MATT CHERRY, CNN STUDENT NEWS: Today's Shoutout goes out to Mr. Tchaparian's students at River Bluff School in Fresno, California! Where would you find Hampton University? You know what to do! Is it in: A) Virginia, B) New York, C) Arkansas OR D) South Carolina? You've got three seconds -- GO! A historically black university, Hampton is located in Virginia! That's your answer and that's your Shoutout!
AZUZ: Speaking at a graduation ceremony at Hampton University, President Obama talked about the importance of education. It's hard for anybody to disagree with that: The national unemployment rate is at 9.9 percent. The president pointed out that the rate is more than twice as high for people without a college degree than it is for those with a college degree. What might cause more disagreement, though, is what the president had to say about certain types of technology. Listen to this.
OBAMA: This class is graduating at a time of great difficulty for America and for the world. You're entering a job market, in an era of heightened international competition, with an economy that's still rebounding from the worst crisis since the Great Depression. You're accepting your degrees as America still wages two wars; wars that many in your generation have been fighting.
And meanwhile, you're coming of age in a 24/7 media environment that bombards us with all kinds of content and exposes us to all kinds of arguments, some of which don't always rank that high on the truth meter. And with iPods and iPads; and Xboxes and PlayStations; none of which I know how to work; information becomes a distraction, a diversion, a form of entertainment, rather than a tool of empowerment, rather than the means of emancipation. So all of this is not only putting pressure on you; it's putting new pressure on our country and on our democracy.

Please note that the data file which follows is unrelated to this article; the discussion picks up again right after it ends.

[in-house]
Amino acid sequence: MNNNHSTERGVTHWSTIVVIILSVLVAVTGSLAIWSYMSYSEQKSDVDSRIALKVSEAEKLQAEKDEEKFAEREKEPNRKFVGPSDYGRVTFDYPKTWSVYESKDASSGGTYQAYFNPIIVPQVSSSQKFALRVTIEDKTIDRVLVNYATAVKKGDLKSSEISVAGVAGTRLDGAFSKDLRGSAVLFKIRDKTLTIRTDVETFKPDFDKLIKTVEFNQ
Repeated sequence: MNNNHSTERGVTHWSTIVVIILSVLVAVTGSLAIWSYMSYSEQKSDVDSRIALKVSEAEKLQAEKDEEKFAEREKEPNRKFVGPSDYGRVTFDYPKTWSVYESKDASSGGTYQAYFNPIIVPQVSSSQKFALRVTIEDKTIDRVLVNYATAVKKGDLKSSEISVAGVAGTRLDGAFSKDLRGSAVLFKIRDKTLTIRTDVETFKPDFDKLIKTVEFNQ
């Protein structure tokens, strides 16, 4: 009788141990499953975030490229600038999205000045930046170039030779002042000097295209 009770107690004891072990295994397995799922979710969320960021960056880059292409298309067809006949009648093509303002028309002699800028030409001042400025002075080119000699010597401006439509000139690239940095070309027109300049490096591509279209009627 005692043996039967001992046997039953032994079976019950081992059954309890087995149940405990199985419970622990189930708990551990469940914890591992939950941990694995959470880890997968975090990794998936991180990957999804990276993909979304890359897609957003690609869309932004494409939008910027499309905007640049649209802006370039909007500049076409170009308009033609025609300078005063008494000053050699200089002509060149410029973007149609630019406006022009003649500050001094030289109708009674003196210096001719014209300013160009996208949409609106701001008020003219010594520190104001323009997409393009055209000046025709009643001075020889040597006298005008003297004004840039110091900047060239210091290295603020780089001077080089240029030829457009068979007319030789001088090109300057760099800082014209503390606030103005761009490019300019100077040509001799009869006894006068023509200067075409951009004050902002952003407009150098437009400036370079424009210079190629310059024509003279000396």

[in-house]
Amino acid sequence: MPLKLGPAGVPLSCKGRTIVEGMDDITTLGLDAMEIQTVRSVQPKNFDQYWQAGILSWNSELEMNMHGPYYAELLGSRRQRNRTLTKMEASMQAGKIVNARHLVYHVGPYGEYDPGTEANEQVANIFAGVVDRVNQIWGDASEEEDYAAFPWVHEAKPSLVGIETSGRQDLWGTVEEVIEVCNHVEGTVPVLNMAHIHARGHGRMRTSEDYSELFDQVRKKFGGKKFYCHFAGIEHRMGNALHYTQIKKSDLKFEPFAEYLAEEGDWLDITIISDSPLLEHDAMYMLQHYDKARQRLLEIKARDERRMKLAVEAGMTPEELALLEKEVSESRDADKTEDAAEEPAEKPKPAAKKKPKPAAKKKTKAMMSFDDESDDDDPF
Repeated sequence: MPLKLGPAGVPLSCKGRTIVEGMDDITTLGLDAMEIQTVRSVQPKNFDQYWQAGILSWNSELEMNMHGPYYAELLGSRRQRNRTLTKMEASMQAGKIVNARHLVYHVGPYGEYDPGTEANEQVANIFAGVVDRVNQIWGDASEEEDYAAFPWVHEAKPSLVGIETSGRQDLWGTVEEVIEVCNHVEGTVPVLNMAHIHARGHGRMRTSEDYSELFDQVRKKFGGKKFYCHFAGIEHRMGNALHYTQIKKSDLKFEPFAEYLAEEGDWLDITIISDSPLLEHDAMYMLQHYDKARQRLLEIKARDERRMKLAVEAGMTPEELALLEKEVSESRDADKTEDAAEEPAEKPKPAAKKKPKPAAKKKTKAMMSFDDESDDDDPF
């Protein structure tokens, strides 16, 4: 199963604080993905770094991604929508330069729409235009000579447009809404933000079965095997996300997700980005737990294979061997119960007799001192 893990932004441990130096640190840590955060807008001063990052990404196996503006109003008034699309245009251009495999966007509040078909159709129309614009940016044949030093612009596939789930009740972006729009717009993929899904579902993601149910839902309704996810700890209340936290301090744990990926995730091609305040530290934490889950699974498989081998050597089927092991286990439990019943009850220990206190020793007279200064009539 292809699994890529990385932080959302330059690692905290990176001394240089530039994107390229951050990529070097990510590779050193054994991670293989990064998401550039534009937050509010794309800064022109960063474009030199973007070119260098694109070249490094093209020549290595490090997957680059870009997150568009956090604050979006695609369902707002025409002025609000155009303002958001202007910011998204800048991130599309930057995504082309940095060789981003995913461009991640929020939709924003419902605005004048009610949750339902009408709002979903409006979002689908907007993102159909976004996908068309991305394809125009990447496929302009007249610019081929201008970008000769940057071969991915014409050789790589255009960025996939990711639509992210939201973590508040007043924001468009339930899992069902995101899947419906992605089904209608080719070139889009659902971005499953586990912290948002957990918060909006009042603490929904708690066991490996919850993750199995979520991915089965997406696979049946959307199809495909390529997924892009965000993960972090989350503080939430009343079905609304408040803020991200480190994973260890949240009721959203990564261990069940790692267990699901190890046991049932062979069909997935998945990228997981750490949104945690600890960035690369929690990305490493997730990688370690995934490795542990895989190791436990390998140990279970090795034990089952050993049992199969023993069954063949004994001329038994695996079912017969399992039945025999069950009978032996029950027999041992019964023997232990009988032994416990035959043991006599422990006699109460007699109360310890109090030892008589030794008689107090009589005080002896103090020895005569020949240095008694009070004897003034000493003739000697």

AZUZ: Okay, it's your turn. We want to know what you think about this. Not everyone has an iPad or an iPod, but we've almost all played video games. You've grown up with computers in your classes, many of you. Do you agree with the president that the information you get from these things is a distraction? Or do you think you learn something from them? Talk to us today at CNNStudentNews.com! We're looking forward to seeing what you have to say.
Before We Go
AZUZ: When I told a friend today that our last story was about clogging, she wanted to know what people were clogging. In this case, shoes! The event may not feature the fanciest of footwork. But when it comes to sheer numbers, it stomped the old record -- that was 425 people dancing for less than five minutes. This, this event, included more than 2,500 stepped out for more than six minutes. They clogged the streets with victory.
AZUZ: ...that all depended on de-feet. With that foot-note, we're stepping away til tomorrow. I'm Carl Azuz, and I'm just gonna put a sock in it.